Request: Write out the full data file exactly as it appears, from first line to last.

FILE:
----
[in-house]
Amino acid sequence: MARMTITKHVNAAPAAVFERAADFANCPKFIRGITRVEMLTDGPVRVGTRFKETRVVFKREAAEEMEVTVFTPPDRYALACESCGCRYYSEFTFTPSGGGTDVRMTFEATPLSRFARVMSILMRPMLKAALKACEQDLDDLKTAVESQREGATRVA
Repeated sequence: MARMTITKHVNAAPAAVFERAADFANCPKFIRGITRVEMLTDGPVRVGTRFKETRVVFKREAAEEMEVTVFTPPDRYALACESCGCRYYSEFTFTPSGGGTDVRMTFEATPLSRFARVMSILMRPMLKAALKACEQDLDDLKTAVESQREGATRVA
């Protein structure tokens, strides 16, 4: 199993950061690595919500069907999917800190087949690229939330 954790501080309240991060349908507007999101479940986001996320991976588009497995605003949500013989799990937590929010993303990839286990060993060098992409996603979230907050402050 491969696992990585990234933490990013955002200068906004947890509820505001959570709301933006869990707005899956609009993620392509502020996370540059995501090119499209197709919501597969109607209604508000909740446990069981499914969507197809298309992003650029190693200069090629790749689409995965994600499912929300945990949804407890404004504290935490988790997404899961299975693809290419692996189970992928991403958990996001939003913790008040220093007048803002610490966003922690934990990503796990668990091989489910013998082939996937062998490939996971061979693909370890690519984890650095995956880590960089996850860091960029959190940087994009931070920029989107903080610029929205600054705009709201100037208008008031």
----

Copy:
[in-house]
Amino acid sequence: MARMTITKHVNAAPAAVFERAADFANCPKFIRGITRVEMLTDGPVRVGTRFKETRVVFKREAAEEMEVTVFTPPDRYALACESCGCRYYSEFTFTPSGGGTDVRMTFEATPLSRFARVMSILMRPMLKAALKACEQDLDDLKTAVESQREGATRVA
Repeated sequence: MARMTITKHVNAAPAAVFERAADFANCPKFIRGITRVEMLTDGPVRVGTRFKETRVVFKREAAEEMEVTVFTPPDRYALACESCGCRYYSEFTFTPSGGGTDVRMTFEATPLSRFARVMSILMRPMLKAALKACEQDLDDLKTAVESQREGATRVA
């Protein structure tokens, strides 16, 4: 199993950061690595919500069907999917800190087949690229939330 954790501080309240991060349908507007999101479940986001996320991976588009497995605003949500013989799990937590929010993303990839286990060993060098992409996603979230907050402050 491969696992990585990234933490990013955002200068906004947890509820505001959570709301933006869990707005899956609009993620392509502020996370540059995501090119499209197709919501597969109607209604508000909740446990069981499914969507197809298309992003650029190693200069090629790749689409995965994600499912929300945990949804407890404004504290935490988790997404899961299975693809290419692996189970992928991403958990996001939003913790008040220093007048803002610490966003922690934990990503796990668990091989489910013998082939996937062998490939996971061979693909370890690519984890650095995956880590960089996850860091960029959190940087994009931070920029989107903080610029929205600054705009709201100037208008008031």